The Basics of Dominoes

A domino is a small rectangular block of wood or plastic, bearing a series of dots or numbers in a pattern resembling those on dice. It is typically painted or engraved in various colors, and can be carved, molded, or cast. A domino is used for playing a game in which players place tiles on the floor, positioning them so that they touch one another at either end of a line of dominoes. When the first tile is flipped over, a chain reaction occurs that causes every other domino to topple in turn. The game is most often played on a table, but can also be played in the air or on a wall. There are many different variations of the game, and some people use dominoes as a tool for self-improvement, using them to improve their memory, or simply to relax.

A popular variety of domino is the double six, which contains 28 tiles. There are also larger sets available, such as the double nine, which includes 55 tiles. Most dominoes are made from polymer, a synthetic resin, but there are also sets that are made of natural materials such as bone, silver lip ocean pearl oyster shell (mother of pearl), ivory, and ebony. Natural-material dominoes are typically much more expensive than polymer sets, but they offer a distinctive and beautiful look.

Dominoes can be used for a number of games, including layout games, blocking games, and scoring games. In a layout game, a player takes turns placing dominoes on the table in such a way that they create a long domino chain. When a player places a domino, it must be matched with a domino that has the same number of pips as the one it is touching at both ends. Alternatively, a tile may be played that has the same color as a previous domino and is then matched with any other colored tile.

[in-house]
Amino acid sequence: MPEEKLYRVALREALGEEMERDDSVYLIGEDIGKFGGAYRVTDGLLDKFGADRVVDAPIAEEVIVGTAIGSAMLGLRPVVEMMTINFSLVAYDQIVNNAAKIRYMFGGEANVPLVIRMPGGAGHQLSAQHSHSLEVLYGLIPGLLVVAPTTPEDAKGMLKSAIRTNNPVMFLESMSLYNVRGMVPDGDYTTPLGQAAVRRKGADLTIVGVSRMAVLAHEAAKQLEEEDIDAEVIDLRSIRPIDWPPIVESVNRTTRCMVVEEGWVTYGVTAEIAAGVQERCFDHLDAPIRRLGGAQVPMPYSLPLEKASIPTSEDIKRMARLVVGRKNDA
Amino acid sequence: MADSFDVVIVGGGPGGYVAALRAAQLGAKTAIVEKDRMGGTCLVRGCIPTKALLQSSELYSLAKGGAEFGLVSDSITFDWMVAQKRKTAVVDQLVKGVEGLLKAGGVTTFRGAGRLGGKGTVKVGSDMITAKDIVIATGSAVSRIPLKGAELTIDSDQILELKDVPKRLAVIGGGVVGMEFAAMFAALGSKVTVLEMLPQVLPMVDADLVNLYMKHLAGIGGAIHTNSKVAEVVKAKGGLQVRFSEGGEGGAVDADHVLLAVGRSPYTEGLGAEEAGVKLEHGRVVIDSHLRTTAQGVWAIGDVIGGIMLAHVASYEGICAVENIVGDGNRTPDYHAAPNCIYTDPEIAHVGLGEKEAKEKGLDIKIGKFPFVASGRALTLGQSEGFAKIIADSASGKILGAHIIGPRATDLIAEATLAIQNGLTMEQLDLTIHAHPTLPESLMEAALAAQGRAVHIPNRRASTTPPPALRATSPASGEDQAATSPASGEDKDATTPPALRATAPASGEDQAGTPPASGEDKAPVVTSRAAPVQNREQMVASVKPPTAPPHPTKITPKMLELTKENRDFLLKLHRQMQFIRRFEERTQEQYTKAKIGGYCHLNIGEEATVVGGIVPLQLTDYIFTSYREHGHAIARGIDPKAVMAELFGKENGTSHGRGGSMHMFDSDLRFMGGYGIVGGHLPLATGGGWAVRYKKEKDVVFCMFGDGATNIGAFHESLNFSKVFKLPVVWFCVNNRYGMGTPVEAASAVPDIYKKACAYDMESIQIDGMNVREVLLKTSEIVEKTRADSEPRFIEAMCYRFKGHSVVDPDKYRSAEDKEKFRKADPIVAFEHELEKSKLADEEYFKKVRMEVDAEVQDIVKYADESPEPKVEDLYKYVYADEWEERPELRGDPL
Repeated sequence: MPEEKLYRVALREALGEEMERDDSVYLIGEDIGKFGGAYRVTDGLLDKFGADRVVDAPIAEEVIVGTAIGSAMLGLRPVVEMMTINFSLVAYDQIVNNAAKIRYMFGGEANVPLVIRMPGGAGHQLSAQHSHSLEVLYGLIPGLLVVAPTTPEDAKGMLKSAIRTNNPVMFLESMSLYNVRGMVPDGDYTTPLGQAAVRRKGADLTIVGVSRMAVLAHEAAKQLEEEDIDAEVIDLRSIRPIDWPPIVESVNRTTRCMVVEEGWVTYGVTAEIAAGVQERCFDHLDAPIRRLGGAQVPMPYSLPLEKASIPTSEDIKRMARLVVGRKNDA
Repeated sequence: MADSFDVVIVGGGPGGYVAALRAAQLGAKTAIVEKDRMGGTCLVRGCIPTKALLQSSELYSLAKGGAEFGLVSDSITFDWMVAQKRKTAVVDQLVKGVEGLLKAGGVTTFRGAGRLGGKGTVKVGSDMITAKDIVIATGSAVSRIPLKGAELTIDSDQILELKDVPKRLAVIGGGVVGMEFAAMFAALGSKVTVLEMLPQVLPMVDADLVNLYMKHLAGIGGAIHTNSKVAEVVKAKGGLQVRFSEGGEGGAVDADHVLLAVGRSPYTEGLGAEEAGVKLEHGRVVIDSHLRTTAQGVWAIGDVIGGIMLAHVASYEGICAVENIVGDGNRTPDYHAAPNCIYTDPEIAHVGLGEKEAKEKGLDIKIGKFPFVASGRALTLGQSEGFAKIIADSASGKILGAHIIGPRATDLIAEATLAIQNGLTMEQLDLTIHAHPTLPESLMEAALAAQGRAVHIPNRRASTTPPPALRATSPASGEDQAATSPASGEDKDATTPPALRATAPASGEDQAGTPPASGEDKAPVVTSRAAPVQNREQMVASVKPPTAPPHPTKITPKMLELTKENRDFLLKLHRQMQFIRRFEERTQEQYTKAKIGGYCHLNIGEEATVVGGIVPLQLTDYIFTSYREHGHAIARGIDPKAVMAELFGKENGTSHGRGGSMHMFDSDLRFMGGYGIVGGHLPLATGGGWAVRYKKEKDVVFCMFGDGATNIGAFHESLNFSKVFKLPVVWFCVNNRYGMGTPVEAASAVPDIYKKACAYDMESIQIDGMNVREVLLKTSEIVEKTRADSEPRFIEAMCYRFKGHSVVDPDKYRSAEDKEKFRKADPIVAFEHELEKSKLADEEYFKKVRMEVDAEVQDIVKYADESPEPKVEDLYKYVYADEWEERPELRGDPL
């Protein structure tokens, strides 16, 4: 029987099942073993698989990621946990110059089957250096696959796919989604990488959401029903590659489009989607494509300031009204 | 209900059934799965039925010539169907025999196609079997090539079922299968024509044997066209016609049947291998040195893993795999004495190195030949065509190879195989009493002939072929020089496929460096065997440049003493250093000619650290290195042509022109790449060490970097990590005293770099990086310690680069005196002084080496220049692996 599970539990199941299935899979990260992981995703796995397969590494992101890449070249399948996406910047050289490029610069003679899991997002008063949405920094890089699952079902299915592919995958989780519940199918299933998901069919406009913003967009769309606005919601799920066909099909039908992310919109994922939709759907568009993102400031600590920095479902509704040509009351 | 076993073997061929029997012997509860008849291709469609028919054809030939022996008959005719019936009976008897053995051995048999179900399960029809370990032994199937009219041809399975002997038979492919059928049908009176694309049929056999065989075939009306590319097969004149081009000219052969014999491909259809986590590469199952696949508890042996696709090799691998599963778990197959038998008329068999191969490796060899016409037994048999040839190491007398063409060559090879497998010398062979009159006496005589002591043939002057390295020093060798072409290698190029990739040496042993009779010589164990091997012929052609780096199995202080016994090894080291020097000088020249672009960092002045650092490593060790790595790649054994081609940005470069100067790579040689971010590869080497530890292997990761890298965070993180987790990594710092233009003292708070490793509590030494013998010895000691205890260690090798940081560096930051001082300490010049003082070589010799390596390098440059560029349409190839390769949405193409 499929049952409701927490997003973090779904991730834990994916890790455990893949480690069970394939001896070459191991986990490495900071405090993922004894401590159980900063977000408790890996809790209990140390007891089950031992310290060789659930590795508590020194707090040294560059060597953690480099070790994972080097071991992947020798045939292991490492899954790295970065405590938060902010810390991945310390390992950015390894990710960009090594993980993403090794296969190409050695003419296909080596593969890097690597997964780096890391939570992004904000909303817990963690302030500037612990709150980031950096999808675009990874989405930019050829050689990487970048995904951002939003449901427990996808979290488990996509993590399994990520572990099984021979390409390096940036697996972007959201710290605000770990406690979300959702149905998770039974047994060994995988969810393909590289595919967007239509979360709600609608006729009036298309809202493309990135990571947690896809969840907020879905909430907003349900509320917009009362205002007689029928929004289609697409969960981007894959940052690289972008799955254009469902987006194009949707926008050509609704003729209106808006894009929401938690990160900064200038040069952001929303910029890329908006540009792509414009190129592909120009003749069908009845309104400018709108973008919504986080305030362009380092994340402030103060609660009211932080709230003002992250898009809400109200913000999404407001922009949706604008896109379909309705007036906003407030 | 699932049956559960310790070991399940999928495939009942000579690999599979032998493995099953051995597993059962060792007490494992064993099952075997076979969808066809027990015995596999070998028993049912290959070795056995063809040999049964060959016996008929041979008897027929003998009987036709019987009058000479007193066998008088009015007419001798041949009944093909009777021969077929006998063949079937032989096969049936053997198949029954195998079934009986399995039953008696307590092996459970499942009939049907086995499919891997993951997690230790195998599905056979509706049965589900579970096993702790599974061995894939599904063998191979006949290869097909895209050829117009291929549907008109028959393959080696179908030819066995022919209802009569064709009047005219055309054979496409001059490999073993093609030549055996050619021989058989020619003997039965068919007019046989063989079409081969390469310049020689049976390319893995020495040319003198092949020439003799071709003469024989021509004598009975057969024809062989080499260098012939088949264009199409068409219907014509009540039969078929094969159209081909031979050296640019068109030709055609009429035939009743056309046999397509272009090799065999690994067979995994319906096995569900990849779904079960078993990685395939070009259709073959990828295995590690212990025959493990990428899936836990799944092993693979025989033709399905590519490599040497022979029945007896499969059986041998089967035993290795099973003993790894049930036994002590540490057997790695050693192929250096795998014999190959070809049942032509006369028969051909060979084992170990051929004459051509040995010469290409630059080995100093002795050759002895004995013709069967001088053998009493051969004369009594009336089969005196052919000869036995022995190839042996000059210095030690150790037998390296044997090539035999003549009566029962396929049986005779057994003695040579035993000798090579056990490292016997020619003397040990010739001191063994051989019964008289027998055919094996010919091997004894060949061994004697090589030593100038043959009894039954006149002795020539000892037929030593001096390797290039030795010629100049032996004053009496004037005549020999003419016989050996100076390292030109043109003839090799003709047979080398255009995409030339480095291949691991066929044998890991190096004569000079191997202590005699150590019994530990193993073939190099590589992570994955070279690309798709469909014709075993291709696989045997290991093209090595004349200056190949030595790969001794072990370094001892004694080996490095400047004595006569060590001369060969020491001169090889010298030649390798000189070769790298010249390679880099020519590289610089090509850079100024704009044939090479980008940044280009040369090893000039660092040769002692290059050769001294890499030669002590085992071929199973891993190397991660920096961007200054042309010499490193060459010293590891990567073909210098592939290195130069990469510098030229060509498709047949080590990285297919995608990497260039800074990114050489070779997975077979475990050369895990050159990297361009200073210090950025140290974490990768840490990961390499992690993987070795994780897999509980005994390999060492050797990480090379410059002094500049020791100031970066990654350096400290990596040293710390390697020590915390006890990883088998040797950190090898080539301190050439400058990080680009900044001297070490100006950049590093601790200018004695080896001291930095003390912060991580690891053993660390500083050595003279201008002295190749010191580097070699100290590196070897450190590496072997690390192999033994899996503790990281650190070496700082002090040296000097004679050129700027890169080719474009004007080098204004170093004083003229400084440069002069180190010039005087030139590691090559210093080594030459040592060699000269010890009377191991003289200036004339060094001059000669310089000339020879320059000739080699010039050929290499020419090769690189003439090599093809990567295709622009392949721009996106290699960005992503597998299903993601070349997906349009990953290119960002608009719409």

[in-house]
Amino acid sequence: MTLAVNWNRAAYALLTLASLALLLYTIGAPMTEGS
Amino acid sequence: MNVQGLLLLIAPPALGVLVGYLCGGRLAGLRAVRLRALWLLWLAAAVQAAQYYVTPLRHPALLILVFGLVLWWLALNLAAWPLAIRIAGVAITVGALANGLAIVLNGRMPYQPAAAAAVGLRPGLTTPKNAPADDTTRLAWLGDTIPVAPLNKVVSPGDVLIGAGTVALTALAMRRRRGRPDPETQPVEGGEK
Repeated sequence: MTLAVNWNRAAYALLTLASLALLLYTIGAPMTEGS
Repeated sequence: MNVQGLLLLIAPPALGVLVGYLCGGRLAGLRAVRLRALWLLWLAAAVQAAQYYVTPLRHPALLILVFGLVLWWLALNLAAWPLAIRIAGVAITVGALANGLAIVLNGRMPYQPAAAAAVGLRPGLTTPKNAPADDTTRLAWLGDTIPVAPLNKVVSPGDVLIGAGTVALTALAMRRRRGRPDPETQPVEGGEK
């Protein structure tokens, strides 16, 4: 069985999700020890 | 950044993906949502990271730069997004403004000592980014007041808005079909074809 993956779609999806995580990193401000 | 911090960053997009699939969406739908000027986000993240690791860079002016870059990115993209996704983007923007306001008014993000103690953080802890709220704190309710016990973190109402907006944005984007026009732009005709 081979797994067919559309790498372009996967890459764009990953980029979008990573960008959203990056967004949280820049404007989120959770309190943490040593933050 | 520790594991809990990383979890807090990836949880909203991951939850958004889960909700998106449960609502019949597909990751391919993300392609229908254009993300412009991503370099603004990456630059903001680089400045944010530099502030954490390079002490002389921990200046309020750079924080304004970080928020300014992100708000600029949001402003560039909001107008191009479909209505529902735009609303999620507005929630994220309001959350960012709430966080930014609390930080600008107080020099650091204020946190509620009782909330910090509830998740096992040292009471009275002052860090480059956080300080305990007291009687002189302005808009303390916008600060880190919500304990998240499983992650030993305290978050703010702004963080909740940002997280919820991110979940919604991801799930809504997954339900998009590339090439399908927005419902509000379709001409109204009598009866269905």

Some sets of dominoes come with special pieces that can be arranged to form specific patterns. The most common layouts involve forming a train, or a zigzag, by connecting a single domino to several others. These patterns are particularly useful for training a child’s motor skills.

There are many theories about the origin of the word “domino.” Some believe that the term was derived from a French word for masquerades, and refers to a hooded robe worn with an eye mask at a party or festival. Others believe that it was an Italian word meaning “little mountain,” referring to the fact that a small amount of force can trigger a greater effect. The word is also believed to have been a shortened version of the name Domingue, an early name for the city of Naples in Italy.

While Domino’s is experimenting with robot delivery and drone delivery, its real challenge in the short term comes from third-party delivery services like Uber Eats and DoorDash. These companies operate flawed business models, and their rapid market share gains will eventually erode Domino’s profitability.